Thursday, 9 June 2016
Working abroad provides you with plenty of opportunities for personal and career growth. However, there are questions that need answers before you embark on your new job. How are the working conditions? It helps that you have already been to the country before you sign on the dotted line. However, this isn’t always the case; make sure you have enough information about the working conditions. Ask about what the office environment is like. Is it culturally diverse? Is it an open office layout or does it have partitions? Other than the physical location and condition of the office, determine your role in the job you will take. Knowing what your tasks are, even generally, helps you make a quick adjustment when you start.
Wednesday, 8 June 2016
We all know the benefits of travelling, from new experiences to broadening your perspective, but working in another country is a whole new thing. You have to leave your comfortable life behind to work in a place you are not completely familiar with. However, working and living in a foreign land has its perks. Global Understanding of Your Industry New Zealand may have gorgeous rolling landscapes and verdant countryside, but it also has an eclectic mix of races from different parts of the world. Working there or any other country provides you with a global perspective of your chosen industry. Confining yourself to where you are comfortable will prevent you from growing and understanding other markets.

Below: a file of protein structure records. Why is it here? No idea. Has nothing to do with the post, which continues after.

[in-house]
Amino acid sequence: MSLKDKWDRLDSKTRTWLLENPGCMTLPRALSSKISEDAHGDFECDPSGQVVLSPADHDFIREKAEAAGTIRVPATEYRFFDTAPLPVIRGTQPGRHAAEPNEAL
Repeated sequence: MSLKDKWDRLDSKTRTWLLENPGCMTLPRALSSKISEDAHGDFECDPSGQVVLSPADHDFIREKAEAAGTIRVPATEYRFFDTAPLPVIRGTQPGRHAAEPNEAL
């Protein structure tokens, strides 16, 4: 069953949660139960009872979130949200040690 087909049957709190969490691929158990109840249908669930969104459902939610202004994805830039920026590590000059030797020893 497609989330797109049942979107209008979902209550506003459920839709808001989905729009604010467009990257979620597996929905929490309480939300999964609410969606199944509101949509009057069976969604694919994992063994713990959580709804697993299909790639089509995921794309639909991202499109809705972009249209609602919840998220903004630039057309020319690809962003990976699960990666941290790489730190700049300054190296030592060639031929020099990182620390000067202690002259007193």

Tuesday, 7 June 2016
Everyone knows that, when moving into a new place, finding a job should be your priority. The same holds true when you move into New Zealand, a nation where skilled migrants are very much welcome to find work. In fact, finding gainful employment can be your first step in gaining residency. Under the New Zealand Work to Residence migration category, you can get a work visa and extend it to a New Zealand residence visa once you’ve found work and meet a specific list of requirements. Not only will you have an opportunity for career growth, but you can also have the chance to stay in New Zealand, possibly for good.
Sunday, 5 June 2016
Moving to a country like New Zealand is always an exciting step to take in your life. Not only will you be creating a new life in a new place, but you’ll also have to adjust to their particular culture and follow a different set of rules. Moving is not always easy, particularly if you’re embarking on a journey overseas. Once your New Zealand visa gets approved, the next thing to do is to prepare for your life in this beautiful country. Thankfully, you can make moving less stressful when you follow these steps. Have All Your Documents Having easy access to all your documents is particularly useful once you’re in New Zealand. Typically, you’ll need your birth certificate, your marriage certificate, your academic qualifications, your curriculum vitae, credit references, references from your previous employers, and an international driver’s licence or permit.